[foaf-protocols] Fwd: [Freedombox-discuss] WebID
home_pw at msn.com
Mon Mar 7 19:40:42 CET 2011
So what Im hearing (through a noise level about debian etc ...that is beyond
me) is that there is a standard perl library that will take a cert and do
the webid validation agent steps.
For all it matters, I could have a test script in perl, that simply presents
any client cert to that library, for validation. The cert under test
doesnt HAVE to come from a CGI context, or https delivery,
If this is true, then presumably it works on a windows perl installation as
any other, being just perl.
What Im also hearing, now relevant to debian, is that the cryptopolitics
components of the webid design is what drove the implementation.
Revocation is best handled by "double" validation. Imagine that having dont
VA process #1 using perl, the VA now asks Kingley's server for a second
opinion. Kingley's server can be viewed as revocation server - that
"qualifies" the validation of round #1. Only if 2 supporting channels
support the original assertion is it inter-subjectively valid. If one
extends this further, only if n supporting channels support the assertion
(where the channels recommendations are mashed up using the GNU PGP trust
albegra) is it valid.
The trick for the packager is now to ensure that, like wintrust in windows,
one can call back several different trust providers, from simple, to double,
to complex (GNU PGP). Ideally, which one is used would be driven using the
AppPolicies extension in the client cert (if present), overidable by the VA
From: foaf-protocols-bounces at lists.foaf-project.org
[mailto:foaf-protocols-bounces at lists.foaf-project.org] On Behalf Of Melvin
Sent: Sunday, March 06, 2011 10:56 AM
To: foaf-protocols at lists.foaf-project.org; WebID XG; Inkster Toby
Subject: [foaf-protocols] Fwd: [Freedombox-discuss] WebID
WebID + perl implementation in debian
---------- Forwarded message ----------
From: Jonas Smedegaard <dr at jones.dk>
Date: 6 March 2011 19:27
Subject: [Freedombox-discuss] WebID
To: freedombox-discuss at lists.alioth.debian.org
On Tue, Mar 01, 2011 at 07:51:07PM +0100, Melvin Carvalho wrote:
> On 1 March 2011 19:34, Jonas Smedegaard <dr at jones.dk> wrote:
>> On Tue, Mar 01, 2011 at 07:04:53PM +0100, Melvin Carvalho wrote:
>>> On 1 March 2011 18:44, Daniel Kahn Gillmor <dkg at fifthhorseman.net>
>>>> On 03/01/2011 12:33 PM, Melvin Carvalho wrote:
>>>>> But actually there is a way in the case of the Freedom Box, because
you have the advantage of controlling your own server.
>>>>> Since you are already running a webserver and (hopefully) have control
of your DNS.
>>>>> You can provide a two-way verification chain.
>>>>> 1. Your Person Profile publishes your public key. (this is a few
>>>>> lines of html5, should be easy) 2. Point your self-signed X.509 to
your Freedom Box profile. This can be done by putting an entry in the
SubjectAltName field of the cert, a common technique.
>>>>> This provides strong verification for all the X.509 tool chain and
means you can talk security to any server using SSL/TLS which is most of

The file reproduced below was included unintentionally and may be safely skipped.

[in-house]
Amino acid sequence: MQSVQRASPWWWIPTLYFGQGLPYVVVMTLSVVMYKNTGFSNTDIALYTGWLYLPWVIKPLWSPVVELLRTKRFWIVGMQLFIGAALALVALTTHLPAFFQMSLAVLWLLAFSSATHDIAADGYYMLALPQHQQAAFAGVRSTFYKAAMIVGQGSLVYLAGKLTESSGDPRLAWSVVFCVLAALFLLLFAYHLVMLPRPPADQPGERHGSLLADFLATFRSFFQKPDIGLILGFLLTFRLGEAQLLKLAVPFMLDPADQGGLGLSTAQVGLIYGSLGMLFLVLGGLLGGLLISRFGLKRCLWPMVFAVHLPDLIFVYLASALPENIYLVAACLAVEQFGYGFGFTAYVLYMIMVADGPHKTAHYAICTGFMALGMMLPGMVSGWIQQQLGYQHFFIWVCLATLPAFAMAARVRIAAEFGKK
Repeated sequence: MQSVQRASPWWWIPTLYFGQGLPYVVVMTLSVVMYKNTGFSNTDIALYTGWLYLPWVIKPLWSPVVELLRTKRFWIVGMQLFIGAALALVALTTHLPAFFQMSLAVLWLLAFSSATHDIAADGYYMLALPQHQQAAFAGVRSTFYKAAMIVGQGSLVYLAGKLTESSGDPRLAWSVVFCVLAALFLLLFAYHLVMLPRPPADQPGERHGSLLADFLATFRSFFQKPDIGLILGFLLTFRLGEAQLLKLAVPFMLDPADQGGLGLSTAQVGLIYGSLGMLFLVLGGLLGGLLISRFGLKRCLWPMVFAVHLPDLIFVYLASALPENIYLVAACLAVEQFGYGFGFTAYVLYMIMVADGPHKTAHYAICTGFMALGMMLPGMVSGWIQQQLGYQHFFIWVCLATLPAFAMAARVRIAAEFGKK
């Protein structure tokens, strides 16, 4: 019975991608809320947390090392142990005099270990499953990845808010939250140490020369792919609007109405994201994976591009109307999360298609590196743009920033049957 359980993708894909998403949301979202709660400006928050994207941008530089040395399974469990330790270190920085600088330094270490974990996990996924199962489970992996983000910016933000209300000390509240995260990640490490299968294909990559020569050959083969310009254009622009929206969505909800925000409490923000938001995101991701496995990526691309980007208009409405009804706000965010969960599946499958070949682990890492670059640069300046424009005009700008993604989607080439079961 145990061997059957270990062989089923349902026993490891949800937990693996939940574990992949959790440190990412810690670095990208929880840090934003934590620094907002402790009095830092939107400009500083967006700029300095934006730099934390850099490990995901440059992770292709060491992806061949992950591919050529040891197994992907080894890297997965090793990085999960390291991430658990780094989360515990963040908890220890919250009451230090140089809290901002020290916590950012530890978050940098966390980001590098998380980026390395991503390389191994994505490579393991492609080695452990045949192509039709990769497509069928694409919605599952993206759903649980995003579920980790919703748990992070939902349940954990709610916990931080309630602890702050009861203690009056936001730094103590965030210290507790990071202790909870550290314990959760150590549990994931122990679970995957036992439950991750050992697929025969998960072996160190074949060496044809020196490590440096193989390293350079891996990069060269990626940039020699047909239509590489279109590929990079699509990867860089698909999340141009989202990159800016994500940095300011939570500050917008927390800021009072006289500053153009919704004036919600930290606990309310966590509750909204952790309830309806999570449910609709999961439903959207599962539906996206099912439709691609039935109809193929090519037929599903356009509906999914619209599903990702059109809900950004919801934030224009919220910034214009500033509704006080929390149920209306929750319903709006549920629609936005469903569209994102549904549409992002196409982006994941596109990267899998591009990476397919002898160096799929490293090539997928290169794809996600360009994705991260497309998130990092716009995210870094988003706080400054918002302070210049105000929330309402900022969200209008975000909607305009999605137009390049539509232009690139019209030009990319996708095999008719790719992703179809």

them, providing strong authentication as a side product.
>>>> This doesn't provide an adequate means of revocation, though. If an
attacker gets control over your key, and is able to repoint DNS, then you
cannot publish any revocation statement about this key through this channel.
>>> If an attacker does gain these two points of control, and they knew what
they were doing, you could have an issue yes.
>>> We need to scope out a revocation model, but I dont think it's that
hard. May already be something existing, I'll have a check.
>> Without plauing with it yet myself, I blindly assumed Monkeysphere was
usable for exactly this: use GPG web of trust to assure certificates.
>>>> These two points are what i meant when i said that this model has "no
way of verifying/revoking these keys".
>>>> I'm sure you could graft something like this onto <X.509+your scheme
above>; but OpenPGP already exists and handles these cases pretty well. Why
reinvent the wheel?
>>> Because X.509 is quite webby, and the web is the dominant ecosystem on
>> more specifically: TLS allows for RESTful secure identity handling -
which helps save bandwidth as is is friendly to proxies and other caching.
> Yes, exactly.
> There's a group that has now moved this a step closer to standardization
with the a W3C Web Consortium Incubator Group.
> I know revocation has been raised as a topic. I normally listen in on the
telecons, so I can report back on this topic, and any others people with to
On a related note, I now (after fighting intensely with it for 3 days,
producing the needed 27 Debian packages) I have now packaged
libcgi-auth-foaf-ssl-perl which is a Perl implementation of WebID.
The work is now pending approval into Debian, and is also available using
the following APT line:
deb http://debian.jones.dk/ sid freedombox
I would appreciate any and all comments on these packages (and also do tell
me if you are interested in the field of RDF using Perl and need other
* Jonas Smedegaard - idealist & Internet-arkitekt
* Tlf.: +45 40843136 Website: http://dr.jones.dk/
[x] quote me freely [ ] ask before reusing [ ] keep private
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